Century Dictionary and Cyclopedia
- n. Two and one; a throw of two dice, one of which turns up one and the other two.
- n. the cardinal number that is the sum of one and one and one
“The restriction with regard to the first doublets thrown does not apply to deuce-ace, nor does throwing it remove the restriction with regard to first doublets.”
“If a player cannot play the whole of his throw, his adversary is sometimes allowed to play the unplayed portion, in which cases the caster is sometimes allowed to come in and complete his moves, if he can, and in the event of his having thrown deuce-ace or doublets to throw again.”
“It is sometimes extended by allowing the thrower of the deuce-ace to choose any doublets he likes on the opposite side of the dice, and to throw again.”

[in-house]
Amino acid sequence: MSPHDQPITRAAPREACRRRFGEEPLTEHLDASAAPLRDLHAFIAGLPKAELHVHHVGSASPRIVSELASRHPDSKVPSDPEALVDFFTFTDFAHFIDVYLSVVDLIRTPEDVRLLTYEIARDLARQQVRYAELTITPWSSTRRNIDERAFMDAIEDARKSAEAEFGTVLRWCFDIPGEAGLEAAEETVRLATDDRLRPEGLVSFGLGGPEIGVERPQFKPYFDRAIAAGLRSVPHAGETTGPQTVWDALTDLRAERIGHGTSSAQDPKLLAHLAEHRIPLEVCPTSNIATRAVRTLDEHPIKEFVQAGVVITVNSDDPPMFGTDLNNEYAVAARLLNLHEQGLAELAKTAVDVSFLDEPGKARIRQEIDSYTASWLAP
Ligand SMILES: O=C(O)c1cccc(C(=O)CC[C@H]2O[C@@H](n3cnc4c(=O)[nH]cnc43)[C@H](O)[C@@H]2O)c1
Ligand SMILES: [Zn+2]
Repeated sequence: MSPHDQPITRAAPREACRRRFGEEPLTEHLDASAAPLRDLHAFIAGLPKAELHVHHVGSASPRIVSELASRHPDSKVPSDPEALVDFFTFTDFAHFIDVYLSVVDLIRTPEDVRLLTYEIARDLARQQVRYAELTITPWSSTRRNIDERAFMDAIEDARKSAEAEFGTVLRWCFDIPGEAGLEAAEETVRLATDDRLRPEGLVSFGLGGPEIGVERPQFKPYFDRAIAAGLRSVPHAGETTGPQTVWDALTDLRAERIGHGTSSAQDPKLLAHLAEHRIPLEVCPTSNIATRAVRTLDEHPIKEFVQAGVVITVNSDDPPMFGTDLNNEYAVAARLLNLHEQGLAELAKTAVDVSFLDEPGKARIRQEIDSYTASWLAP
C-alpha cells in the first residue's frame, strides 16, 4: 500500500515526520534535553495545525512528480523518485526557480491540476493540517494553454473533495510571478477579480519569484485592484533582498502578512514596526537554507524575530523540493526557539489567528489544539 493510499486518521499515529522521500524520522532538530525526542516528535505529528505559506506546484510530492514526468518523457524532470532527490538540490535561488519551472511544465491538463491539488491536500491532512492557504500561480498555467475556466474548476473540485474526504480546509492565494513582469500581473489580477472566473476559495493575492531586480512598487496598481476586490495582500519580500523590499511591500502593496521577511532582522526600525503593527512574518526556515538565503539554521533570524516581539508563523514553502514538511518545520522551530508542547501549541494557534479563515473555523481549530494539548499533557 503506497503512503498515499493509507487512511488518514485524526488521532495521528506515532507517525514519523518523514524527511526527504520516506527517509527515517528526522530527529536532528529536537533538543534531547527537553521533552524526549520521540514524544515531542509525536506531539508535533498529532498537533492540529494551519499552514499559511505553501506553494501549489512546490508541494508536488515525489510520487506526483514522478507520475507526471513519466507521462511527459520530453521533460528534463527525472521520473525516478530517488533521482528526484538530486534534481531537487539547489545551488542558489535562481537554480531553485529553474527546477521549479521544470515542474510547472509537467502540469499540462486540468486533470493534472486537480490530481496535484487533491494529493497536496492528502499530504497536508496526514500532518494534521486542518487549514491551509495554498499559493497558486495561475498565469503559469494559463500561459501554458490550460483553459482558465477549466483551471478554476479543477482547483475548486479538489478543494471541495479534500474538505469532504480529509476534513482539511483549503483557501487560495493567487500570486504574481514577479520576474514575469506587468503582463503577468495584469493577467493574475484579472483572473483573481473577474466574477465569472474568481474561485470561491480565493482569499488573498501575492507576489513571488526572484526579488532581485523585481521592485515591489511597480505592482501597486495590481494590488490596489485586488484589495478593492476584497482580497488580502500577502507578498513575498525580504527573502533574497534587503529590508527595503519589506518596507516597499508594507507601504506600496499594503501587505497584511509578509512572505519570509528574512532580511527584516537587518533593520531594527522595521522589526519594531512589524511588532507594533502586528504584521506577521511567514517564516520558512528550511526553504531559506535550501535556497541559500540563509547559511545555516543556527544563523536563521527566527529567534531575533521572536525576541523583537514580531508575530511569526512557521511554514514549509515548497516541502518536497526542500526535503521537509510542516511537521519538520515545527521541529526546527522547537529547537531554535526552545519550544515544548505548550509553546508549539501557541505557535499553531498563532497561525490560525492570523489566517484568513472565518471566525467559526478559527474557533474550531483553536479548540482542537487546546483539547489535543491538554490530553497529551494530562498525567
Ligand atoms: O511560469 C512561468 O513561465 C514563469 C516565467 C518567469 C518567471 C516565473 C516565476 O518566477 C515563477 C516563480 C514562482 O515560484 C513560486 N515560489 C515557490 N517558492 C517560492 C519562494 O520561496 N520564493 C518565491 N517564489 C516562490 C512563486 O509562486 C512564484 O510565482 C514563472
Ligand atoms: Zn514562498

“Then, I am sure you know how much the gross sum of deuce-ace amounts to.”
“It is like undertaking to throw deuce-ace, say only five hundred successive times, and any other throw to be fatal -- for Bouille.”
“My Lord Chesterfield's deuce is deuce-ace," says my Lord March.”
“Nor can I here pass over an ominous circumstance that happened the last time we played together: I only wanted to fling a quatre, and yet I threw deuce-ace five times running.”
“Then, I am sure, you know how much the gross sum of deuce-ace amounts to.”
“No," replied he of the Rueful Countenance; "though it may be in the dice that we may throw deuce-ace instead of sixes; but all will depend on thy diligence.”
“Then, I am fure, you know how much the grofs fiim of deuce-ace amounts to.”
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